Black Adam’s presence – or, more accurately, lack thereof – was a topic instigated independent of what we got to see in the screened Shazam! footage, but it is worth noting that one of the scenes did seem to bring up the villain’s past existence in the DC Extended Universe. Specifically, the scene where the wizard Shazam (Djimon Hounsou) introduces himself to young Billy Batson (Asher Angel) includes a sparkly light show that visually plays out the history of the powers being bequeathed. The wizard says that the first attempt at choosing a hero was done long ago and recklessly, and millions were killed as a result. For those familiar with the source material, this sounds a lot like Black Adam’s history in ancient Egypt.

When I asked for confirmation about this, however, both David F. Sandberg and Peter Safran played coy, and wouldn't officially say one way or the other if I was interpreting the scene properly. The duo responded, all while smiling:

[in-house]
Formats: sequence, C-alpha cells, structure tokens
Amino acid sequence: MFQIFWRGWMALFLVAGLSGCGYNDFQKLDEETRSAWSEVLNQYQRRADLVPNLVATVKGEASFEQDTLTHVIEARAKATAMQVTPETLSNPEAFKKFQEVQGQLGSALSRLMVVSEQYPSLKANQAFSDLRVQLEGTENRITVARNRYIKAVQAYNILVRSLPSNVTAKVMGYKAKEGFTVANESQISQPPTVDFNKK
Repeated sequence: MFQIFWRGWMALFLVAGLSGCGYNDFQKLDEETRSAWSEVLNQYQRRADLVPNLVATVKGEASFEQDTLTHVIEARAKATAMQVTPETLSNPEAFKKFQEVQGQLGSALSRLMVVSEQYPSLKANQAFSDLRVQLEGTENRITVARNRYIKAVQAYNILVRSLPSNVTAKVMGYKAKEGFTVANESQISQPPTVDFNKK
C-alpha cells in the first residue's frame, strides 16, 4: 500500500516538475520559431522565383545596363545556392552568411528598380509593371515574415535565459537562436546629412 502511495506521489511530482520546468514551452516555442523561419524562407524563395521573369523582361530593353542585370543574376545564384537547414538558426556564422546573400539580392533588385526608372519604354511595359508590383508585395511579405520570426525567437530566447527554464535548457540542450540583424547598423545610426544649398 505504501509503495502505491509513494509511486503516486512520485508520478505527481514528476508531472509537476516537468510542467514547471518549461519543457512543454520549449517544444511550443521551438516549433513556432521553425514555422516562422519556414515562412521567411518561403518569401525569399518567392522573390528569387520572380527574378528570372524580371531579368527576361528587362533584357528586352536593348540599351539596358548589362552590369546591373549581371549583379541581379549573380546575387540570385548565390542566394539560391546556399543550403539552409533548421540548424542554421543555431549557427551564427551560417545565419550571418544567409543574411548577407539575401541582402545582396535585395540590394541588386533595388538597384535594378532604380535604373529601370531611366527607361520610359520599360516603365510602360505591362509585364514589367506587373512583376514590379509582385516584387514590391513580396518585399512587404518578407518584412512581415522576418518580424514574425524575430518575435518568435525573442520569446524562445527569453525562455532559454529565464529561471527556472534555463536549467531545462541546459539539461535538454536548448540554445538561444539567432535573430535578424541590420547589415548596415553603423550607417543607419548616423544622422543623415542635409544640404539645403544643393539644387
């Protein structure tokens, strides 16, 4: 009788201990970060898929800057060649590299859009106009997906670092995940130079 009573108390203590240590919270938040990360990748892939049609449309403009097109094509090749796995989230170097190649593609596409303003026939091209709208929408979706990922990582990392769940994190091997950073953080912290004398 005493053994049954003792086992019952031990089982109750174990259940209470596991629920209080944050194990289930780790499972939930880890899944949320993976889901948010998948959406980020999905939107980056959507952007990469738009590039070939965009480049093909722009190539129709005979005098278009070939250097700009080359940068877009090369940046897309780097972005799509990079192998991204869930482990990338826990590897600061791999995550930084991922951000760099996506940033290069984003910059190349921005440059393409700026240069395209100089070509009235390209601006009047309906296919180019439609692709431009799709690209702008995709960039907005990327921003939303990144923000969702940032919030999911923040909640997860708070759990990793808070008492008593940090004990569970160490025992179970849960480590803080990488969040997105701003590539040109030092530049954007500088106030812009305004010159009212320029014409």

Peter Safran: You could read it that way if you choose to.David Sandberg: It's a bunch of particles.Peter Safran: If you saw something... it's like a Rorschach test. If you see that in it, you see that in it.

Take from that what you will. You'll be able to make the call for yourself when the film hits theaters in a few months.

As noted by the director, Dr. Thaddeus Bodog Sivana does pre-date the existence of Black Adam, debuting in the pages of Fawcett Comics six years prior (1939 vs. 1945), but the latter has been long seen as Shazam a.k.a. Captain Marvel's archenemy. Part of the reason for this, as suggested above, is because his powers have similar origins and capacities as Shazam’s, making most battles between them an equal fight… on paper. One serious advantage Black Adam has is simple experience, having lived for centuries with his gifts, and initially being a brave Egyptian warrior named Teth-Adam instead of a young kid who has a drive to stand up to bullies.